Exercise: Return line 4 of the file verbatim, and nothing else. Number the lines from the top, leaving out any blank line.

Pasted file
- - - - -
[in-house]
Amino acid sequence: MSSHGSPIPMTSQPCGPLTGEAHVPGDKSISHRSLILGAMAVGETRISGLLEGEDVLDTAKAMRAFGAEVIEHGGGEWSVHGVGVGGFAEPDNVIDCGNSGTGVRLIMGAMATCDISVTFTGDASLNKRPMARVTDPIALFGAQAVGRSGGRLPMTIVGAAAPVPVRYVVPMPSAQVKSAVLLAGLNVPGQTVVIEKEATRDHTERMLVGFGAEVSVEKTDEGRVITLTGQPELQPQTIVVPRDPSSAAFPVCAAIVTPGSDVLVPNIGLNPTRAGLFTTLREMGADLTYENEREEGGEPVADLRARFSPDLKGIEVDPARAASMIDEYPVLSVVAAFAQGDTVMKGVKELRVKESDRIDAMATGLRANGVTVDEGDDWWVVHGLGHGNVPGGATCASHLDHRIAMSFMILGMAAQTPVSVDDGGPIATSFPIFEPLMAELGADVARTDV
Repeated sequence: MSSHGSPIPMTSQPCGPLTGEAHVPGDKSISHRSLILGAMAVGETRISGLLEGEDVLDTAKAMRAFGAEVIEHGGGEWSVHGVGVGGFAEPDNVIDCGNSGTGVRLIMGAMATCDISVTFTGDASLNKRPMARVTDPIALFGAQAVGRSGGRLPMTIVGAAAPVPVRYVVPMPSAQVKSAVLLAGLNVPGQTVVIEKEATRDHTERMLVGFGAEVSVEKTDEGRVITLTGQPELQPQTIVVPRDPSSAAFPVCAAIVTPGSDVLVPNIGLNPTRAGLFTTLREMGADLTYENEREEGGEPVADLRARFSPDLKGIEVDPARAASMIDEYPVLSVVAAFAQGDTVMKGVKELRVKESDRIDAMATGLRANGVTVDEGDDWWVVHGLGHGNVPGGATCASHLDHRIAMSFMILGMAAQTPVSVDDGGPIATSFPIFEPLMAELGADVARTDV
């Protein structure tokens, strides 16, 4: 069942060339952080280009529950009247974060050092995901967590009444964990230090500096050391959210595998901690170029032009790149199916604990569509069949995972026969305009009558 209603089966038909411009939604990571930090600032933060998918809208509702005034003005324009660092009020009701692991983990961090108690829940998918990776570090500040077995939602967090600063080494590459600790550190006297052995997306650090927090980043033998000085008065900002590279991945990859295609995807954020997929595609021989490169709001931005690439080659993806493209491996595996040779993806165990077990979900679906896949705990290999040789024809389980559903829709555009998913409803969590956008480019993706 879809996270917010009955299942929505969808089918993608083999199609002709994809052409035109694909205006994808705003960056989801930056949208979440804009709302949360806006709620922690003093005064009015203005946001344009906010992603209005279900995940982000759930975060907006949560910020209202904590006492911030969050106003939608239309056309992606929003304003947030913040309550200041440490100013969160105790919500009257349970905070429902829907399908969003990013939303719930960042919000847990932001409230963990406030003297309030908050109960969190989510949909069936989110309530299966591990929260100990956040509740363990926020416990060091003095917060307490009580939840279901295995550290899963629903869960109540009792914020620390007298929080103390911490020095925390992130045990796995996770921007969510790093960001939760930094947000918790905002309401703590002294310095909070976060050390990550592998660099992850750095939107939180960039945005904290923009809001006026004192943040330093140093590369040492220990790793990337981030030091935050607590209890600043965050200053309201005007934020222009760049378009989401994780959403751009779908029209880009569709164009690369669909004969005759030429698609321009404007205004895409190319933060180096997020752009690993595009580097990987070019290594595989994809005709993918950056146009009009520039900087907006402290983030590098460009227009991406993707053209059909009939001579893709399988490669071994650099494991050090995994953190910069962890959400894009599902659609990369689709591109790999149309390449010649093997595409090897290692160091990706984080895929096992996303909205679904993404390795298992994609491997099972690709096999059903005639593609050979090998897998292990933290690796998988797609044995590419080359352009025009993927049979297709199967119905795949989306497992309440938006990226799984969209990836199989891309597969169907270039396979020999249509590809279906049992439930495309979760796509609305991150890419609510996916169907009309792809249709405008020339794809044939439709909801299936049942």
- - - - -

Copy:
């Protein structure tokens, strides 16, 4: 069942060339952080280009529950009247974060050092995901967590009444964990230090500096050391959210595998901690170029032009790149199916604990569509069949995972026969305009009558 209603089966038909411009939604990571930090600032933060998918809208509702005034003005324009660092009020009701692991983990961090108690829940998918990776570090500040077995939602967090600063080494590459600790550190006297052995997306650090927090980043033998000085008065900002590279991945990859295609995807954020997929595609021989490169709001931005690439080659993806493209491996595996040779993806165990077990979900679906896949705990290999040789024809389980559903829709555009998913409803969590956008480019993706 879809996270917010009955299942929505969808089918993608083999199609002709994809052409035109694909205006994808705003960056989801930056949208979440804009709302949360806006709620922690003093005064009015203005946001344009906010992603209005279900995940982000759930975060907006949560910020209202904590006492911030969050106003939608239309056309992606929003304003947030913040309550200041440490100013969160105790919500009257349970905070429902829907399908969003990013939303719930960042919000847990932001409230963990406030003297309030908050109960969190989510949909069936989110309530299966591990929260100990956040509740363990926020416990060091003095917060307490009580939840279901295995550290899963629903869960109540009792914020620390007298929080103390911490020095925390992130045990796995996770921007969510790093960001939760930094947000918790905002309401703590002294310095909070976060050390990550592998660099992850750095939107939180960039945005904290923009809001006026004192943040330093140093590369040492220990790793990337981030030091935050607590209890600043965050200053309201005007934020222009760049378009989401994780959403751009779908029209880009569709164009690369669909004969005759030429698609321009404007205004895409190319933060180096997020752009690993595009580097990987070019290594595989994809005709993918950056146009009009520039900087907006402290983030590098460009227009991406993707053209059909009939001579893709399988490669071994650099494991050090995994953190910069962890959400894009599902659609990369689709591109790999149309390449010649093997595409090897290692160091990706984080895929096992996303909205679904993404390795298992994609491997099972690709096999059903005639593609050979090998897998292990933290690796998988797609044995590419080359352009025009993927049979297709199967119905795949989306497992309440938006990226799984969209990836199989891309597969169907270039396979020999249509590809279906049992439930495309979760796509609305991150890419609510996916169907009309792809249709405008020339794809044939439709909801299936049942």